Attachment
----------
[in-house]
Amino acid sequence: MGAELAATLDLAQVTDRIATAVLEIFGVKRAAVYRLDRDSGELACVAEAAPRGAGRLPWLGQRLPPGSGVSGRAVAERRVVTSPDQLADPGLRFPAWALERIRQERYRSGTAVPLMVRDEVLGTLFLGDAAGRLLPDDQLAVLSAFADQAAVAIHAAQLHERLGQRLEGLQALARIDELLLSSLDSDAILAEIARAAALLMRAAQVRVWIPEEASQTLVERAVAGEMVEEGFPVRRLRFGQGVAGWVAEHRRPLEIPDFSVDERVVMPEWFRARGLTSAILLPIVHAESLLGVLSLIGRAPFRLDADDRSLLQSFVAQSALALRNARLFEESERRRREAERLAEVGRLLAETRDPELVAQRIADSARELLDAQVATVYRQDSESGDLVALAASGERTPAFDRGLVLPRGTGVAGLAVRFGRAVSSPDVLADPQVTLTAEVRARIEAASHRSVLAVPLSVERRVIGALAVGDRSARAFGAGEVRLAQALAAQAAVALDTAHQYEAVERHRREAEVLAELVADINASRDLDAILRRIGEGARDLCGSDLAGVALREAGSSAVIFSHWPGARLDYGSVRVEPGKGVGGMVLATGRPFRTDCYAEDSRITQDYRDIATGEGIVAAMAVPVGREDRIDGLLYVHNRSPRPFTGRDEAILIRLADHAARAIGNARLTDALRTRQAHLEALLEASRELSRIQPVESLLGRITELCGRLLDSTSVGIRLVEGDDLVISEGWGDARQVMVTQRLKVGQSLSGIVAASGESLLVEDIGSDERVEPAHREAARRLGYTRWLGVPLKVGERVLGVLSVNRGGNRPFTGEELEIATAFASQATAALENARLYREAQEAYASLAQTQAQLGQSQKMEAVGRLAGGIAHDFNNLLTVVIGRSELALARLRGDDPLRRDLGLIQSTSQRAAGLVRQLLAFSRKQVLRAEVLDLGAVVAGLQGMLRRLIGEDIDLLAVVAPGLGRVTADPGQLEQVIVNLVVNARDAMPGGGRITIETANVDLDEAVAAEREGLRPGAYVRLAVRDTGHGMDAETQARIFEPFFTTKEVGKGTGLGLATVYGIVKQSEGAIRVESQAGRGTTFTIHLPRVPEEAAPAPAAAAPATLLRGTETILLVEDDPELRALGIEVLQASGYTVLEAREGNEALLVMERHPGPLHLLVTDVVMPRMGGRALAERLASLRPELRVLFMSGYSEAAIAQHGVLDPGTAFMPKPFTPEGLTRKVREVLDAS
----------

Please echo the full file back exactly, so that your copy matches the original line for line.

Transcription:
[in-house]
Amino acid sequence: MGAELAATLDLAQVTDRIATAVLEIFGVKRAAVYRLDRDSGELACVAEAAPRGAGRLPWLGQRLPPGSGVSGRAVAERRVVTSPDQLADPGLRFPAWALERIRQERYRSGTAVPLMVRDEVLGTLFLGDAAGRLLPDDQLAVLSAFADQAAVAIHAAQLHERLGQRLEGLQALARIDELLLSSLDSDAILAEIARAAALLMRAAQVRVWIPEEASQTLVERAVAGEMVEEGFPVRRLRFGQGVAGWVAEHRRPLEIPDFSVDERVVMPEWFRARGLTSAILLPIVHAESLLGVLSLIGRAPFRLDADDRSLLQSFVAQSALALRNARLFEESERRRREAERLAEVGRLLAETRDPELVAQRIADSARELLDAQVATVYRQDSESGDLVALAASGERTPAFDRGLVLPRGTGVAGLAVRFGRAVSSPDVLADPQVTLTAEVRARIEAASHRSVLAVPLSVERRVIGALAVGDRSARAFGAGEVRLAQALAAQAAVALDTAHQYEAVERHRREAEVLAELVADINASRDLDAILRRIGEGARDLCGSDLAGVALREAGSSAVIFSHWPGARLDYGSVRVEPGKGVGGMVLATGRPFRTDCYAEDSRITQDYRDIATGEGIVAAMAVPVGREDRIDGLLYVHNRSPRPFTGRDEAILIRLADHAARAIGNARLTDALRTRQAHLEALLEASRELSRIQPVESLLGRITELCGRLLDSTSVGIRLVEGDDLVISEGWGDARQVMVTQRLKVGQSLSGIVAASGESLLVEDIGSDERVEPAHREAARRLGYTRWLGVPLKVGERVLGVLSVNRGGNRPFTGEELEIATAFASQATAALENARLYREAQEAYASLAQTQAQLGQSQKMEAVGRLAGGIAHDFNNLLTVVIGRSELALARLRGDDPLRRDLGLIQSTSQRAAGLVRQLLAFSRKQVLRAEVLDLGAVVAGLQGMLRRLIGEDIDLLAVVAPGLGRVTADPGQLEQVIVNLVVNARDAMPGGGRITIETANVDLDEAVAAEREGLRPGAYVRLAVRDTGHGMDAETQARIFEPFFTTKEVGKGTGLGLATVYGIVKQSEGAIRVESQAGRGTTFTIHLPRVPEEAAPAPAAAAPATLLRGTETILLVEDDPELRALGIEVLQASGYTVLEAREGNEALLVMERHPGPLHLLVTDVVMPRMGGRALAERLASLRPELRVLFMSGYSEAAIAQHGVLDPGTAFMPKPFTPEGLTRKVREVLDAS